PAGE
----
For richer, for poorer – but not forever
It’s turning out to be quite a week in the handset sector. Yesterday we had Nokia’s WP7 announcement and today Sony and Ericsson announced that they’re parting ways after ten years together in the handset market.
Whether or not the timing of these two announcements was a happy coincidence is known only to Sony and Ericsson themselves, but it was an unusual press conference. The invite didn’t come until just before half past seven Thursday morning – for a conference starting at ten the same day – and the whole affair was resolutely low-key, with Hans Vestberg and Howard Stringer on a temporary stage in a subterranean conference room in a hotel by Tower Bridge. This isn’t the way these things normally work.
The vast majority of handset industry analysts were at NokiaWorld for the second day so the audience at the SE do was thin. Is this what the two firms had in mind? It doesn’t require an Olympic leap of the imagination to reach this conclusion. For all the noise being made about ongoing collaboration, this event marked an end, not a beginning.
That said, it’s not necessarily a downbeat ending; not for Ericsson, anyway. Vestberg said that the time had now come when it no longer made sense for Ericsson to be a player in the front end of the handset market, which is why this decision had been taken. In truth, though, ownership of a handset vendor hasn’t made sense for Ericsson for a long while.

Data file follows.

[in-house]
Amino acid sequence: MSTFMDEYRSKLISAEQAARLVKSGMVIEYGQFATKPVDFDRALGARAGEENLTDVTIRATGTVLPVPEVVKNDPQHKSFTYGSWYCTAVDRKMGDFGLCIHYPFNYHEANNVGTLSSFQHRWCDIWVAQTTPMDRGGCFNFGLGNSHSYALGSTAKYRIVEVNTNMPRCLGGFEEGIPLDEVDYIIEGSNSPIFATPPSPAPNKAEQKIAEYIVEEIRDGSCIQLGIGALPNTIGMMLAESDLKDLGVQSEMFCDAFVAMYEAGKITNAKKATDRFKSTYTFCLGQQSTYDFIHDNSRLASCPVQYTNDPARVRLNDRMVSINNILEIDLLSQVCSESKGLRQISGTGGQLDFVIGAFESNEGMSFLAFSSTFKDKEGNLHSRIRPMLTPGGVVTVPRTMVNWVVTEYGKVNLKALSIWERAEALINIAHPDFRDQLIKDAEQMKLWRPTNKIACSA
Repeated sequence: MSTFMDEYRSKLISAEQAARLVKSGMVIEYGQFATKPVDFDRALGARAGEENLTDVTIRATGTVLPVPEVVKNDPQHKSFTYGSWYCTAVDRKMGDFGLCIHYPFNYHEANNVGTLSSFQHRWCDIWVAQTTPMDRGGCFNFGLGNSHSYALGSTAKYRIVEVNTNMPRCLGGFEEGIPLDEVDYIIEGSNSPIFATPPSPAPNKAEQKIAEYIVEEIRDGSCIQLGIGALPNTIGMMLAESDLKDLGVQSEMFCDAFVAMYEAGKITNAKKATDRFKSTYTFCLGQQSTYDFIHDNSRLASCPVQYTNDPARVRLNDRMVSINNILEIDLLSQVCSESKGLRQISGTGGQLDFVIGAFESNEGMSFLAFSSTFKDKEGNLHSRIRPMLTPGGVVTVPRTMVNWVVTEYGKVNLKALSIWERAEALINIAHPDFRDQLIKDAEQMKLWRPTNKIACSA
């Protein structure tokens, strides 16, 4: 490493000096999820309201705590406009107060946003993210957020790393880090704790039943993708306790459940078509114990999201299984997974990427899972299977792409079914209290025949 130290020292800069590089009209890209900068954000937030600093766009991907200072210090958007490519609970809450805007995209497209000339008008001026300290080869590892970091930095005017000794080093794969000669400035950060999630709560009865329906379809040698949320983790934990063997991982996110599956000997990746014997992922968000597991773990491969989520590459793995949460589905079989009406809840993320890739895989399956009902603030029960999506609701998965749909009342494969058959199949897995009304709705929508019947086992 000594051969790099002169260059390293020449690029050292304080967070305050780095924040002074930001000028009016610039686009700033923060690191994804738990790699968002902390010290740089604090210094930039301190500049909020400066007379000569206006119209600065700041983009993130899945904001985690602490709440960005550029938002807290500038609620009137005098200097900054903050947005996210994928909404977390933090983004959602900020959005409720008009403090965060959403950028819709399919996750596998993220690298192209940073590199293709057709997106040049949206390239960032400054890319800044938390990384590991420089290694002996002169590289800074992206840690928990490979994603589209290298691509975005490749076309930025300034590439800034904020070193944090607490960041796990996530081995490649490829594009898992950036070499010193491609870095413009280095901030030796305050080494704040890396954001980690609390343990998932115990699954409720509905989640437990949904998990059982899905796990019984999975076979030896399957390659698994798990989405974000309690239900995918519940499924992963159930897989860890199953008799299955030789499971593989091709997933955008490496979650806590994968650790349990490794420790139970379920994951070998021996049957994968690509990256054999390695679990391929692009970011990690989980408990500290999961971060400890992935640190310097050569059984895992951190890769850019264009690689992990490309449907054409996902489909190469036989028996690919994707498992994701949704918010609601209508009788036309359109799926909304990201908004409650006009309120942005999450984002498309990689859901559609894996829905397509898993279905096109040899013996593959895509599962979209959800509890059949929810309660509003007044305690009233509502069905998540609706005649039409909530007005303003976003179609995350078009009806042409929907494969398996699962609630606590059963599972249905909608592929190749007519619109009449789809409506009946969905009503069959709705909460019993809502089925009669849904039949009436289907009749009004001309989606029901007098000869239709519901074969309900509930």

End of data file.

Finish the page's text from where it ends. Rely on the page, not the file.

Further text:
After the presentation Vestberg told me that Ericsson has not been looking to exit the JV for several years, as many have believed. It has always been the company’s focus, he said, to get Sony Ericsson to a position of relative health. It seems likely that Sony set targets that needed to be met before it would relieve Ericsson of the burden, for just over €1bn.
Vestberg conceded that the JV had endured more than its share of ups and downs, phases of profit and phases of loss. Over ten years, he pointed out in a bid to accentuate the positive, the firm has turned cumulative profit of €1.5bn. But how much has Ericsson sunk into it over that time? He said there had been “a lot of infusion of capital”.
Either way, Ericsson is better off out of it. There was an interesting moment towards the end of the Q&A. Vestberg said that he and Stringer were tired, having signed the agreement very early on Thursday morning. That, he said, was why they might be looking a little gloomy. A final question from the floor asked how Sony Ericsson (the brand stays in the short term) will differentiate itself from here on in. Vestberg smiled in what looked a lot like relief as he deferred that question to his opposite number. It’s not his problem any more.